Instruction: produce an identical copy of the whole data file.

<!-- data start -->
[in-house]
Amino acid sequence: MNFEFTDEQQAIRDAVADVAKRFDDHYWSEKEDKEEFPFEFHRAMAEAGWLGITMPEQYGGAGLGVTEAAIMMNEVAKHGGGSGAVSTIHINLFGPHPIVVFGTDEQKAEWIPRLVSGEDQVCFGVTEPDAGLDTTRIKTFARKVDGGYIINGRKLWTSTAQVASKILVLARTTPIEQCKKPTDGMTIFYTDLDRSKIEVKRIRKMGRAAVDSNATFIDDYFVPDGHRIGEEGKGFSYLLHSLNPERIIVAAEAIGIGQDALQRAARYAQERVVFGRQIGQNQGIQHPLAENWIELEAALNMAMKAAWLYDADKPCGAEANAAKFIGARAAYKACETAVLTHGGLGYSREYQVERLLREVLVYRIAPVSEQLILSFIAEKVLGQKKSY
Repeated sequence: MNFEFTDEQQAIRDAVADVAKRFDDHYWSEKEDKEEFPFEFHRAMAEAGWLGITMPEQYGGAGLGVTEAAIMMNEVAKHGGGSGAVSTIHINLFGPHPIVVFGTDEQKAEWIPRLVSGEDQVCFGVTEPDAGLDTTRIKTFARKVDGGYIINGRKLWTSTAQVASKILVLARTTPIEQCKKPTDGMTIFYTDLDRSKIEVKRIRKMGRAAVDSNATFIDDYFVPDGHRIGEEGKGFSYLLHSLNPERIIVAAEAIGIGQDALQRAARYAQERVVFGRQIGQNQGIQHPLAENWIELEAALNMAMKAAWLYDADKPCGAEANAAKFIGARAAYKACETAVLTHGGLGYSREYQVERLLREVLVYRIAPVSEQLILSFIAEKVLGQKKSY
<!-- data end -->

[in-house]
Amino acid sequence: MNFEFTDEQQAIRDAVADVAKRFDDHYWSEKEDKEEFPFEFHRAMAEAGWLGITMPEQYGGAGLGVTEAAIMMNEVAKHGGGSGAVSTIHINLFGPHPIVVFGTDEQKAEWIPRLVSGEDQVCFGVTEPDAGLDTTRIKTFARKVDGGYIINGRKLWTSTAQVASKILVLARTTPIEQCKKPTDGMTIFYTDLDRSKIEVKRIRKMGRAAVDSNATFIDDYFVPDGHRIGEEGKGFSYLLHSLNPERIIVAAEAIGIGQDALQRAARYAQERVVFGRQIGQNQGIQHPLAENWIELEAALNMAMKAAWLYDADKPCGAEANAAKFIGARAAYKACETAVLTHGGLGYSREYQVERLLREVLVYRIAPVSEQLILSFIAEKVLGQKKSY
Repeated sequence: MNFEFTDEQQAIRDAVADVAKRFDDHYWSEKEDKEEFPFEFHRAMAEAGWLGITMPEQYGGAGLGVTEAAIMMNEVAKHGGGSGAVSTIHINLFGPHPIVVFGTDEQKAEWIPRLVSGEDQVCFGVTEPDAGLDTTRIKTFARKVDGGYIINGRKLWTSTAQVASKILVLARTTPIEQCKKPTDGMTIFYTDLDRSKIEVKRIRKMGRAAVDSNATFIDDYFVPDGHRIGEEGKGFSYLLHSLNPERIIVAAEAIGIGQDALQRAARYAQERVVFGRQIGQNQGIQHPLAENWIELEAALNMAMKAAWLYDADKPCGAEANAAKFIGARAAYKACETAVLTHGGLGYSREYQVERLLREVLVYRIAPVSEQLILSFIAEKVLGQKKSY